But for all its immense beauty, “My Brilliant Friend” can be a frustrating and difficult watch. Two of the biggest themes the series touches on are violence and sexism. These are driving forces throughout the girls’ lives, ever-present and exigent from the first episode. From a young age, the two girls are obviously intelligent. But while Lenù must struggle and work to achieve top grades, Lila soars above her classmates. By the first grade, Lila has taught herself how to read and later teaches herself Greek before she is even old enough to be in high school. But, despite living in the same neighborhood, they come from considerably different families. Lenù’s father allows her to go to school, while Lila’s father, who does not believe a daughter should be educated, literally throws her out of a window when she insists that she should be able to continue onto middle school. And so, their fates are cast: Lenù will be educated and given the opportunity to leave her poverty-stricken life behind, while Lila will go to work and fall further into the abyss of violence and hardship.
No matter how hard the main characters try to free themselves from the burden of violence and sexism, it permeates their lives. In an unsettling scene in season three, Lenù’s daughter, Dede, and another boy are playing house when Dede directs the boy to pretend to slap her for not doing the dishes. As Lenù watches this unfold, she thinks, “Despite all our efforts, the new flesh did what the old had done.” “My Brilliant Friend” never shies away from showing, in detail, the crushing reality of domestic violence and the inability of the characters in the show to escape its poisonous reach. Viewers should also be aware that sexual assault is shown several times throughout the series.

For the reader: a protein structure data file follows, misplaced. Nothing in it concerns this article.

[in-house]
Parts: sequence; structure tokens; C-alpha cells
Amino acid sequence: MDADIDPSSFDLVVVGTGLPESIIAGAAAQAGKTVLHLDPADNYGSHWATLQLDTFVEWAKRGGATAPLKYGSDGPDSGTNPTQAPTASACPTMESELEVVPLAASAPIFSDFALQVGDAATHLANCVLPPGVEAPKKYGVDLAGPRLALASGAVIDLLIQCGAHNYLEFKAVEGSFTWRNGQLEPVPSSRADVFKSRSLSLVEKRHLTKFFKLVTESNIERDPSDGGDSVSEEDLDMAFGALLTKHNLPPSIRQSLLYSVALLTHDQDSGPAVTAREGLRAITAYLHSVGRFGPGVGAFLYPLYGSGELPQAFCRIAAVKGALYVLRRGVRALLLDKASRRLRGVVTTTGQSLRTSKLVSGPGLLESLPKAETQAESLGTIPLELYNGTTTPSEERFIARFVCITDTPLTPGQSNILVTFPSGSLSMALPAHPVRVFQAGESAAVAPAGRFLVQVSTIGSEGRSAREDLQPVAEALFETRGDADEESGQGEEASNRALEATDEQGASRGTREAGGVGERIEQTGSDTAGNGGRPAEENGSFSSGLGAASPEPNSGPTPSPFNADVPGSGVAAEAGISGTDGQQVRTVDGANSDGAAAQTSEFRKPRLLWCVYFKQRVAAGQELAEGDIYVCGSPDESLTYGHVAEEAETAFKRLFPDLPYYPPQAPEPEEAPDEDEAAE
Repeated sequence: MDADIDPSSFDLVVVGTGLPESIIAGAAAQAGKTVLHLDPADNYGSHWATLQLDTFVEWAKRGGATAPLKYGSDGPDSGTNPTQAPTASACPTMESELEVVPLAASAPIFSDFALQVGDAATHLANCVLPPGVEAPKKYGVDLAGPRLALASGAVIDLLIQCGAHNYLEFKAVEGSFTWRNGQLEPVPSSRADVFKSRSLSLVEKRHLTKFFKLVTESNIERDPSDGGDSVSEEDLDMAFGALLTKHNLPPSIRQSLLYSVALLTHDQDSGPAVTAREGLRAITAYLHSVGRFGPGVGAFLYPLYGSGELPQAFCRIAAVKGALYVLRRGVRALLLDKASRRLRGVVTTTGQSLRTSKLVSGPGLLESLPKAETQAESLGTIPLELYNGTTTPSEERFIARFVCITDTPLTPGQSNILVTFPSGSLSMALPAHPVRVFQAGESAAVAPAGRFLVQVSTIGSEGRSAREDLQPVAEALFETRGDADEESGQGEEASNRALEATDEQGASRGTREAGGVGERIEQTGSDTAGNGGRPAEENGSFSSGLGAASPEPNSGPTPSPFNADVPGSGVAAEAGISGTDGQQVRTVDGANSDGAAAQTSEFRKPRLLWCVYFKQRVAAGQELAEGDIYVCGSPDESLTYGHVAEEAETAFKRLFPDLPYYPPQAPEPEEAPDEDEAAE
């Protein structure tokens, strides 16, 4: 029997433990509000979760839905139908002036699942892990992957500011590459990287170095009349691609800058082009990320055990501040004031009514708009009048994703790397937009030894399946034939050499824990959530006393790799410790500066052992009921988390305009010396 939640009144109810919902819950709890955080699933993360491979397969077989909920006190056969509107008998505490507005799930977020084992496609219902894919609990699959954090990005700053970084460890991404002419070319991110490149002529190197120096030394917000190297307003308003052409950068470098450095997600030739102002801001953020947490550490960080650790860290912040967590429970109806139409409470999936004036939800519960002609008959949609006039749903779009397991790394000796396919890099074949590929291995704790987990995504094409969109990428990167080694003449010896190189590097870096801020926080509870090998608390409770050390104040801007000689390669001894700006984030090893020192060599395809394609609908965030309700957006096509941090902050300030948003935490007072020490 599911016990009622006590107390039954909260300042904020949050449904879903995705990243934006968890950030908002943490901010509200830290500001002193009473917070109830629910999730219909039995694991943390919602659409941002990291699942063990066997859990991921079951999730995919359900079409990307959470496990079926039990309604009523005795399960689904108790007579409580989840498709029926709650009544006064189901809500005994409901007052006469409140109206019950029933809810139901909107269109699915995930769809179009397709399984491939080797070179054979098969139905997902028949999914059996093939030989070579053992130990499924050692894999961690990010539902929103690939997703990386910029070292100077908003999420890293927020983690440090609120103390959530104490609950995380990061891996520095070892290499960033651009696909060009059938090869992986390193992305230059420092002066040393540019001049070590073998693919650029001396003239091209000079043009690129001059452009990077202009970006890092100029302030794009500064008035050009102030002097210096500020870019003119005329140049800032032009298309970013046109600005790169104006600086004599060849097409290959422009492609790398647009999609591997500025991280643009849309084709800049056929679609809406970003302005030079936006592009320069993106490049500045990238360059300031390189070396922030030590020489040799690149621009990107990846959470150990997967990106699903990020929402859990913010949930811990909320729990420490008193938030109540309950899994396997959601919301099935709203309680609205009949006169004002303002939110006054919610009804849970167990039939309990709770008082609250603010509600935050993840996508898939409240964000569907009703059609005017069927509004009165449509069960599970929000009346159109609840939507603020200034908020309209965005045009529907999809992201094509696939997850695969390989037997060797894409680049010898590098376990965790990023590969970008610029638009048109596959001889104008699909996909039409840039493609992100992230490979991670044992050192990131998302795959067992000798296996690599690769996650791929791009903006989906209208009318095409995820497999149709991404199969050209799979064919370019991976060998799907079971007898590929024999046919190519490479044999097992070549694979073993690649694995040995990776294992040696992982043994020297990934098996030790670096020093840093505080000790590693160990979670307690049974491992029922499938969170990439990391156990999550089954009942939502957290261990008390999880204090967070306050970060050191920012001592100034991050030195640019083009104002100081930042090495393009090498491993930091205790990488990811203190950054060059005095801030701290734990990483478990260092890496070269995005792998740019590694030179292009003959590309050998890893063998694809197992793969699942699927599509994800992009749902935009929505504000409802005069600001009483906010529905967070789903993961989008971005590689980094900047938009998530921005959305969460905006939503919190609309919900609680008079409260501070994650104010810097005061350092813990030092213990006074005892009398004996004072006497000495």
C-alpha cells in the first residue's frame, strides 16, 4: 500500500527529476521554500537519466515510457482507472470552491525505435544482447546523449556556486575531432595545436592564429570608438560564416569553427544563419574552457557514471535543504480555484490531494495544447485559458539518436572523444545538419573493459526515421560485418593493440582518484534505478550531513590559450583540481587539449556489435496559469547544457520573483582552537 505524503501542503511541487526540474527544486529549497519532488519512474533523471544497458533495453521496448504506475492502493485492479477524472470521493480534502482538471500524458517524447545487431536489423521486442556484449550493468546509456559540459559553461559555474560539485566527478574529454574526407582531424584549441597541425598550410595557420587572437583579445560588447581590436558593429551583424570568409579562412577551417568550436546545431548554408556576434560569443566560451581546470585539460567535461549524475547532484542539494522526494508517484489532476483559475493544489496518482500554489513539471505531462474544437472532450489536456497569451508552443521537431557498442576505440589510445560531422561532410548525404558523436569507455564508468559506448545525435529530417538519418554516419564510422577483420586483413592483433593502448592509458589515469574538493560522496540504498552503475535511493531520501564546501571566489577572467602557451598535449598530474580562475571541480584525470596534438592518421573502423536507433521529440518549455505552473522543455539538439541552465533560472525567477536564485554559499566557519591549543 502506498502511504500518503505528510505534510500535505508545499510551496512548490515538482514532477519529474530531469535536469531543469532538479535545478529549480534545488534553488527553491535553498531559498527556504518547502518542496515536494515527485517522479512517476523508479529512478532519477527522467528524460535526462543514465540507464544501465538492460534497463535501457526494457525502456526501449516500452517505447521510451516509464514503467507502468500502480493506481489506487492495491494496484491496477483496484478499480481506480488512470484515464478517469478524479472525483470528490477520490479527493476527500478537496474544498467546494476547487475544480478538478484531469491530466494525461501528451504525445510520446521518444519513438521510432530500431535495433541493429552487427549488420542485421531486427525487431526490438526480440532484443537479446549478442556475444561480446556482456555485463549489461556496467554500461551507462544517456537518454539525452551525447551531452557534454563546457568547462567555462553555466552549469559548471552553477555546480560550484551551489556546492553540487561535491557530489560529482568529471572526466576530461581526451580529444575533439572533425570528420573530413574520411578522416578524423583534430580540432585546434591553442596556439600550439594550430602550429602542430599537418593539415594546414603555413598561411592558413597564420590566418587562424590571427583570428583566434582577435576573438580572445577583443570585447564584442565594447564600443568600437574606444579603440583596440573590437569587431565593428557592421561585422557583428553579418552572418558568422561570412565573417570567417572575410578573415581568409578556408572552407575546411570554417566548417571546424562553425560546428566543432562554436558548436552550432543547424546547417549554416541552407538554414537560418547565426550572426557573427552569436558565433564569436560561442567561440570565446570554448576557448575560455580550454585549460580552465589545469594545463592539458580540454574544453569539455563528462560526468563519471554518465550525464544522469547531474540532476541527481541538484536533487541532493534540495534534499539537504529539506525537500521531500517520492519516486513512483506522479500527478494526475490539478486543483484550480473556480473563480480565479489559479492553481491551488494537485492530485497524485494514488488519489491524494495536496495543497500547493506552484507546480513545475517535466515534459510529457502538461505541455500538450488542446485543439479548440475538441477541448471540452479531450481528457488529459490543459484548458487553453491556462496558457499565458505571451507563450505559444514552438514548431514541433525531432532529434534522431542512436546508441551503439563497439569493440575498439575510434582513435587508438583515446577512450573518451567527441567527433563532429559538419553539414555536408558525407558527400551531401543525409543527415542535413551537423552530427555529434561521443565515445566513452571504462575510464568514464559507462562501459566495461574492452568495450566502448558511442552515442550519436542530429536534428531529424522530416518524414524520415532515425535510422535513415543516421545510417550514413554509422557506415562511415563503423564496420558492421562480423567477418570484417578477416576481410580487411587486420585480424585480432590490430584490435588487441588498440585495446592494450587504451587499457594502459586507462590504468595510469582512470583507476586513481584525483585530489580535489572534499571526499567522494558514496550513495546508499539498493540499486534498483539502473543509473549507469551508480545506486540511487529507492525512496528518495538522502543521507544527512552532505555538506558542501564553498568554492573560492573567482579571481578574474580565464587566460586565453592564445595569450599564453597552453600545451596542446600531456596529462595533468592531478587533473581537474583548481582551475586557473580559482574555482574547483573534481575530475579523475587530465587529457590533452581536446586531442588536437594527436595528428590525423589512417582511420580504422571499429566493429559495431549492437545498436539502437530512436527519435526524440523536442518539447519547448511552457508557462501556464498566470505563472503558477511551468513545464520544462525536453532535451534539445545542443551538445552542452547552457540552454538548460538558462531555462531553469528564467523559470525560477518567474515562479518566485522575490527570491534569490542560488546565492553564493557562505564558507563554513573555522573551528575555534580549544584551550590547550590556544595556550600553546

But it is not only the violence in her neighborhood that Lenù cannot escape. Her relationships with her family and Lila, while often toxic, continue to tether her to her old life. Even after all she has achieved, the distance she has put between her and Naples, and the hardships Lila has had to endure, Lenù still feels inadequate compared to her friend, and stuck between the two worlds she has called home. At the end of season three, she feels sure that she has finally begun to break free from the clutches of her life in Naples. But given her enduring connection to Lila and the violence erupting in their hometown, that may be impossible.
The third season of “My Brilliant Friend” ended on February 27. The series is set to continue for a fourth and final season, which will feature a new cast and will follow the fourth Neapolitan Novel, “The Story of the Lost Child.” The series is a detailed study of sexism, violence, political movements, class struggles, and complex friendships that span decades. One would be forgiven for expecting a show of this magnitude to crumble under its own weight, but “My Brilliant Friend” does a magnificent job of moving seamlessly from year to year, city to city, and life to life without ever losing its voice.